What to expect from an Australian play called “Galilee” about the ecological damage to the Great Barrier Reef? This is the moment when somebody had better start walking on water because the earth certainly needs a miracle.
But instead, playwright Christine Evans gives us a stale old tale: a small town’s main business—tourism— dries up and bit by bit small businesses follow. Our focus is not on the ocean but on a hair salon run by Mandy (D’Arcy Dersham),the mother of the central character Carol (Zoe Nebraska Feldman) who bartends in the local pub. Her two regular customers are a silent drinker and Jimmy (David Bardeen), a “fish whisperer” who hasn’t been right in the head since he spent two minutes without oxygen in the deep, communing with sharks. There is another drinker named Jemima (Ryane Nicole Studivant) whom we are told late in the play is a figment of Jimmy’s damaged brain.
After her friend, Laura, died, Carol has apparently lost her nerve, and cannot go back into the water. None of this is explored or explained, and we are left, stuck in the shallows. Harry (Adam Howard), a shark of another variety, fast talks Mandy out of her salon and into debt.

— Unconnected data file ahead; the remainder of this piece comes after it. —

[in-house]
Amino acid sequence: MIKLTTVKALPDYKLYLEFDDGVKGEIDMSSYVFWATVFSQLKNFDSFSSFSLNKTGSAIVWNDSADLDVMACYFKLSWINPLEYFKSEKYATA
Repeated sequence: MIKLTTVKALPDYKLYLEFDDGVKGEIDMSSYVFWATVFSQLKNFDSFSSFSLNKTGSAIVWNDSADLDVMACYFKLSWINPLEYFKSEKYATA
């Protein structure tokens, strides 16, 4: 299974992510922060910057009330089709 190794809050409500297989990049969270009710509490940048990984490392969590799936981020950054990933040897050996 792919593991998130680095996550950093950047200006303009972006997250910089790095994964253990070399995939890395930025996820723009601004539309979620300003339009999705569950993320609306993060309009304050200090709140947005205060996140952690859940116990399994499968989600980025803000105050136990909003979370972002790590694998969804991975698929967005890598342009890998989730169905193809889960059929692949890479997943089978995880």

They all make valiant attempts at Australian accents, resulting in a desperate need for subtitles, although all they’re saying is stuff like, “It’s about living to fight another day” and “Do your best; pick up the pieces.”
Director Rebecca May Flowers has everyone schlepping stools around as they navigate from the bar to the hair salon. The set, made of bleached wood and designed by Dirk Durossette, is quite handsome.